Abbreviations: Sec., section; ac., acres; Wf., wife; ch., children; ( ), years in county; O., owner; H., renter. Aagaard, Geo. Wf. Marie. P. O. Exira, R. 5. O. 160 ac., sec. 20. (2.5.) Aagaard, Hans.Wf.Inger; ch.Sena, Bertha, Emmert. P. O. Hamlin, R. 1. O. 78 ac.. sec. 10; O.37 ac., sec. 15. (27.) Albertson,
Typing on six onion skinned papers, Ralph Sylvester Bartlett presented his lineage in the early 1900′s. His Bartlett family were early pioneers in Kittery Maine in the section later known as Eliot Maine. Whether he ever meant to compile these pages into book form is left for you to interpret, but somebody did eventually compile the 6 pages they had of his family tree. We provide the entire 6 pages in digital format below the transcription.
Hiram Charlton took on the publication of the Genealogical and Family History of the State of Vermont for Lewis Publishing. In it, he enlisted the assistance of living residents of the state in providing biographical and genealogical details about their family, and then he published all 1104 family histories in two distinct volumes.
In this volume will be found a record of many whose lives are worthy the imitation of coming generations. It tells how some, commencing life in poverty, by industry and economy have accumulated wealth. It tells how others, with limited advantages for securing an education, have become learned men and women, with an influence extending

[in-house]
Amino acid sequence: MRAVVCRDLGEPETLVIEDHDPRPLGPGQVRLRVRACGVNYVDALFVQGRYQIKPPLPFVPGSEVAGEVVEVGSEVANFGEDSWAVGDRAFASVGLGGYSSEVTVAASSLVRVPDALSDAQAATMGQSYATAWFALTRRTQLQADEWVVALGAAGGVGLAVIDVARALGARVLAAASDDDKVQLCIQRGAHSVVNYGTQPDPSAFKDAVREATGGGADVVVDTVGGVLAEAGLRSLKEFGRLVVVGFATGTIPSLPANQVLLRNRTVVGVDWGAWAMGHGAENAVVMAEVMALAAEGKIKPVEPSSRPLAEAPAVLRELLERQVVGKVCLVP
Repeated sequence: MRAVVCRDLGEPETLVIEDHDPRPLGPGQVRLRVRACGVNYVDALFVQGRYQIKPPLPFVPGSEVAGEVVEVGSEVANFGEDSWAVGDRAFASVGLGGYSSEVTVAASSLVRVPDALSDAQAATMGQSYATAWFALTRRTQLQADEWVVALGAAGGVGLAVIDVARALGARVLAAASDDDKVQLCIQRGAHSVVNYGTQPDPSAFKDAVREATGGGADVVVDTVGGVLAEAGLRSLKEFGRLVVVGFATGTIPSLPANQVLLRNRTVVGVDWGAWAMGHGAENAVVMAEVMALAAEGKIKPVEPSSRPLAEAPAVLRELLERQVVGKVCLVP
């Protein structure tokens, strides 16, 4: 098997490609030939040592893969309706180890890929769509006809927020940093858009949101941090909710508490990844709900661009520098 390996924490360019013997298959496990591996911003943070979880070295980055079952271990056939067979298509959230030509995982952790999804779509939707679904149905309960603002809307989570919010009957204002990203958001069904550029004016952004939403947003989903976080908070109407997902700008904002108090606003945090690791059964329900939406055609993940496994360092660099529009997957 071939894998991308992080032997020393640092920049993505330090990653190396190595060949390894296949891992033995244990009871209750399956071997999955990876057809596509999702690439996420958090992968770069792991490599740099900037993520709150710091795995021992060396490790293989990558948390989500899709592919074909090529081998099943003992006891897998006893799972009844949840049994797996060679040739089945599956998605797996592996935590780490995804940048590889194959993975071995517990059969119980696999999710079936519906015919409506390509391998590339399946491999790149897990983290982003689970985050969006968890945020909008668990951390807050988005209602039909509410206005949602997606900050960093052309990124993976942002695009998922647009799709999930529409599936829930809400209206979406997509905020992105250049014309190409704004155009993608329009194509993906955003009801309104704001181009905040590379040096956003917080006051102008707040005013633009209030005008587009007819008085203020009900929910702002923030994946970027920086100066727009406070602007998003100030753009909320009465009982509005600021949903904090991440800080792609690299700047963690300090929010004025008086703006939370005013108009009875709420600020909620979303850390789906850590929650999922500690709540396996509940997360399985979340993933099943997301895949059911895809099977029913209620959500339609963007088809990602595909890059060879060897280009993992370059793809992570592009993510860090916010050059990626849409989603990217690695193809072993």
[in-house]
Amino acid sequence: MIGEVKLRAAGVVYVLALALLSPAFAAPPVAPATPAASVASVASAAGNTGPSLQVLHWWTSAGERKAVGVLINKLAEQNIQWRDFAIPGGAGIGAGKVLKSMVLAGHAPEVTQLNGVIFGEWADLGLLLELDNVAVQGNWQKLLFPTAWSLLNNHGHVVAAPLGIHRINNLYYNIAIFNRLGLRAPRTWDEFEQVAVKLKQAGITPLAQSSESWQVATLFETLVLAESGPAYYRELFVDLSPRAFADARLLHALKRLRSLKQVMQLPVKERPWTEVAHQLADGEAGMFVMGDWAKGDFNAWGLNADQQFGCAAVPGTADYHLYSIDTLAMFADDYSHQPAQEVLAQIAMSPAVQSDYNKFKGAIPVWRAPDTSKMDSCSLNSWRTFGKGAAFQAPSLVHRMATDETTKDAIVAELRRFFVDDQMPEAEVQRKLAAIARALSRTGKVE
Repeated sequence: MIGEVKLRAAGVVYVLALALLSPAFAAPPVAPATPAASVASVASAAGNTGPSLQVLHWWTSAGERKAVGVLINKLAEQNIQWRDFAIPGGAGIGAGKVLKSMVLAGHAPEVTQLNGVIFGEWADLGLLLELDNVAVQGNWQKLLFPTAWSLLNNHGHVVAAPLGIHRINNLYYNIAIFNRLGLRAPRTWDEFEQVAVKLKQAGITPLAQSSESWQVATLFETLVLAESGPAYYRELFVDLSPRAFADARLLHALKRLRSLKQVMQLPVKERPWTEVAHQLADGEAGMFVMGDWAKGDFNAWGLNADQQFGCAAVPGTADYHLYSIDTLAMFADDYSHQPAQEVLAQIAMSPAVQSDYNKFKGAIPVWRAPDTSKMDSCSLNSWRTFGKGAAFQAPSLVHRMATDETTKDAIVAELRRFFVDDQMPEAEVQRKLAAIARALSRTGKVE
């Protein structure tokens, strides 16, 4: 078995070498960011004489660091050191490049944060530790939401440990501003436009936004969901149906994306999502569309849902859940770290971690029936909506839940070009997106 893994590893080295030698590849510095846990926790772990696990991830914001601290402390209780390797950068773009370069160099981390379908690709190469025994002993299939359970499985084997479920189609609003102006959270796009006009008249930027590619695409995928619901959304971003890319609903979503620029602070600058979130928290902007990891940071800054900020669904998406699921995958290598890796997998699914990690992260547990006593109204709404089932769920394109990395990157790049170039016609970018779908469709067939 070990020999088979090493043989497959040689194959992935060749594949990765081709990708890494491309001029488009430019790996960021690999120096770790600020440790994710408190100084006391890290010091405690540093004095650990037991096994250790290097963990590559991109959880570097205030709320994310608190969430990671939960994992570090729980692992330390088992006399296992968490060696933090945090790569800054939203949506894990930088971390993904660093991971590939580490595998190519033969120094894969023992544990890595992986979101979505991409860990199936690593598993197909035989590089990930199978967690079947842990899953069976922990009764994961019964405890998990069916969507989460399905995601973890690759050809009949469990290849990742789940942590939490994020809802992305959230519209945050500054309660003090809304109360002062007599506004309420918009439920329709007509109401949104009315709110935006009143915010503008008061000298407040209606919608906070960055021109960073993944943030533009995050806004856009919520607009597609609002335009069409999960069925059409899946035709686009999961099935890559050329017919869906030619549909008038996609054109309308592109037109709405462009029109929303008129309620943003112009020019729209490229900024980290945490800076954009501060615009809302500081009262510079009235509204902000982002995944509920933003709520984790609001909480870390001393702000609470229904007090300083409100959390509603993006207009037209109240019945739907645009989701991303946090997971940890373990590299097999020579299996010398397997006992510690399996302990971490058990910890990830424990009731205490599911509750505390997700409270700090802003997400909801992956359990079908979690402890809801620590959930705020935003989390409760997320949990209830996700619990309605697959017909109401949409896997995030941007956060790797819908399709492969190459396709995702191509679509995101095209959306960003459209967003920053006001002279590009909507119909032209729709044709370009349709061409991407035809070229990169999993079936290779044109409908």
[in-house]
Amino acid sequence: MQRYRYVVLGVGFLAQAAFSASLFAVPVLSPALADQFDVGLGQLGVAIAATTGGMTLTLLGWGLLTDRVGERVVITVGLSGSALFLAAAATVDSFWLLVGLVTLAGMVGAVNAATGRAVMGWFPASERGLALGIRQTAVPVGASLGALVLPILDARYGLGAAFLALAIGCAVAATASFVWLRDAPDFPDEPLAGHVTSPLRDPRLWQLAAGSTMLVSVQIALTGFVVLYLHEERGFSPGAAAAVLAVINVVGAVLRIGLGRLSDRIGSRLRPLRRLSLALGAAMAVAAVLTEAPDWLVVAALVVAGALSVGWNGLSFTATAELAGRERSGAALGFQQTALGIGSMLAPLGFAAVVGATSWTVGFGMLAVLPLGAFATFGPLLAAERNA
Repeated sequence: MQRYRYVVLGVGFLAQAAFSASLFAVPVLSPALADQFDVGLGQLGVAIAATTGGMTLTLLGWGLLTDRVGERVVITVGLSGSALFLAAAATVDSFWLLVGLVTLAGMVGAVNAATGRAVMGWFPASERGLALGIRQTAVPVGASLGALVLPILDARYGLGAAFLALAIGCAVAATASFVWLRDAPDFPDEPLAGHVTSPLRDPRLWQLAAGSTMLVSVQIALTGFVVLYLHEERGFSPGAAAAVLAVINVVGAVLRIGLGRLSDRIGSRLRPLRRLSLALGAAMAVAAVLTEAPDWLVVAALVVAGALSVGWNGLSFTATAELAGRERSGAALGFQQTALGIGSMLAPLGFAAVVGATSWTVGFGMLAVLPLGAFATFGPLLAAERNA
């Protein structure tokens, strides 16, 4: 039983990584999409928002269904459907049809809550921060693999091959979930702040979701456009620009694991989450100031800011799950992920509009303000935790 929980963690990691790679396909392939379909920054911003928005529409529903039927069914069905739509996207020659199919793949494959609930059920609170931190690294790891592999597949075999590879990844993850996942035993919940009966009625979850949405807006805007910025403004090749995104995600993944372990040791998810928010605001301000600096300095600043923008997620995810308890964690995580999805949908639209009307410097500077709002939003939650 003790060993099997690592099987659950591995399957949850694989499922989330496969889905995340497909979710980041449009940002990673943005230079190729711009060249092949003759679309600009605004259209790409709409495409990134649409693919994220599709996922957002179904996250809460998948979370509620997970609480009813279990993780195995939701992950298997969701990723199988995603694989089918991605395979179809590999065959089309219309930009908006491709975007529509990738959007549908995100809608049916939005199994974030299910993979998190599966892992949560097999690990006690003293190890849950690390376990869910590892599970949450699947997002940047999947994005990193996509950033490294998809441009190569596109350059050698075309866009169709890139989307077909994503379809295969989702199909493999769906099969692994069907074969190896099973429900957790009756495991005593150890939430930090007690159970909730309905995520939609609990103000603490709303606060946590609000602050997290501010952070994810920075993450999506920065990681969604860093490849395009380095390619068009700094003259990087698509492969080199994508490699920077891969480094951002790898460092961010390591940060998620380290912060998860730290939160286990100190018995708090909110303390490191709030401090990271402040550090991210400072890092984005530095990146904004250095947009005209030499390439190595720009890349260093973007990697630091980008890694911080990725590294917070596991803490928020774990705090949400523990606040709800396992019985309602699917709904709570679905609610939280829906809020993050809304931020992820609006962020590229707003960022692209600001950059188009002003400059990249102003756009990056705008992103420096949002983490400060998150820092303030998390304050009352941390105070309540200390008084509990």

In the 1980′s a series of newsletters were published four times a year by Seneca County NY featuring historical information concerning Seneca county and her past residents. The current historian for Seneca County placed these online using PDF files. One of the main features of each edition were biographical sketches of early settlers of Seneca
Hutchinson is an old and numerous family in Norwich, as well as in other parts of the country. They were among the early settlers of Massachusetts and were in Lynn and Salem in that colony as early as 1628, or 1629. A descendant of these early colonists, named Abijah, who was a tailor, removed from
At the first enumeration of the inhabitants of eastern Vermont, as made by the authority of New York in 1771, Norwich was found to be the most populous of all the towns of Windsor County, having forty families and 206 inhabitants. Windsor followed with 203, and Hartford was third with 190. The aggregate population of
From the town records it appears that the first attempt to divide the town into school districts, was at a town meeting held November 19, 1782, when John Slafter, Elijah Brownson, Ithamar Bartlett, Joseph Loveland, Paul Bingham, Joseph Hatch, Daniel Baldwin, Abel Wilder and Samuel Brown, Jr., were made a committee for that purpose. Soon
During the four years of war for the suppression of the Rebellion, Norwich furnished 178 different men for the armies of the Union. There were seven re-enlistments, making the whole number of soldiers credited to the town 185. By the census of 1860, the number of inhabitants was 1759. It appears, therefore, that the town
The sources of information in regard to the part taken by the town in the Revolutionary struggle are few and scanty. The earliest allusion in the town records to this important epoch of the country’s history is found in the election of a Committee of Safety at the annual town meeting, March 11, 1777. This